Senior rhetoric major Derek Hickerson’s article about one of Indiana’s earliest African-American legislators has been published in the Winter 2009 edition of Traces of Indiana and Midwestern History.
Read the article here.
Written during his internship last summer with Associate Professor of Rhetoric David Timmerman through the College’s Know Indiana Grant funded by Lilly Endowment, Inc. , Hickerson’s article—"The Relic of a Barbarous Age"—chronicles James Matthew Townsend’s battle to abolish the state’s "Black Laws" in the second half of the 19th century.
"Derek’s article impressed me from the first, and I knew it would make a fine addition to our regular ‘Black History News and Notes’ department," Traces Senior Editor Ray Boomhower said. "Although he is new to the field, Derek has already shown he has a talent for writing about our state’s past. Traces has in its 20 years of publishing always tried to maintain strong ties with our authors, and I look forward to seeing what Derek might contribute in the years to come."
Traces is the award-winning quarterly journal of the Indiana Historical Society.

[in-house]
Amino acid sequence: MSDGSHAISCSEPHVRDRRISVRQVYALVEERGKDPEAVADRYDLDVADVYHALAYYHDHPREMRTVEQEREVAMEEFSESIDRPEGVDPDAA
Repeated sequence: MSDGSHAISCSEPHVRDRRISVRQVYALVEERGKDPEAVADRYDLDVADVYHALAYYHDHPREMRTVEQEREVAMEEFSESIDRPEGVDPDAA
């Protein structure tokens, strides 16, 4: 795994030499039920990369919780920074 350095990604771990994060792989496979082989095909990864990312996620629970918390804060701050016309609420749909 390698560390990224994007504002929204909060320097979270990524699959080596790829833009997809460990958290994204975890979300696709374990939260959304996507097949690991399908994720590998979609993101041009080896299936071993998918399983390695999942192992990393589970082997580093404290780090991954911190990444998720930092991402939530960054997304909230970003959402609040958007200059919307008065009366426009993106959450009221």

Hickerson plans to attend law school next fall. In an earlier work, he wrote these words that offer insight into his interest in rhetoric and in Townsend, who was Indiana’s third African-American legislator:
"Rhetoric must be both practical and moral. Rhetoric is power. When used most effectively, it can influence individuals to think or act in ways very different than they would otherwise. This can be a very good thing when it is used to for the betterment of society or used as a neutral tool to bring about agreement. However, it can also be used unethically to achieve selfish ends.
"This is why the study of rhetoric is so important, not just for potential rhetors, but for the audience as well. Everyone ought to be able to recognize this power and act accordingly."
In photo above: Associate Professor of Rhetoric David Timmerman and Derek Hickerson ’09 confer in Lilly Library.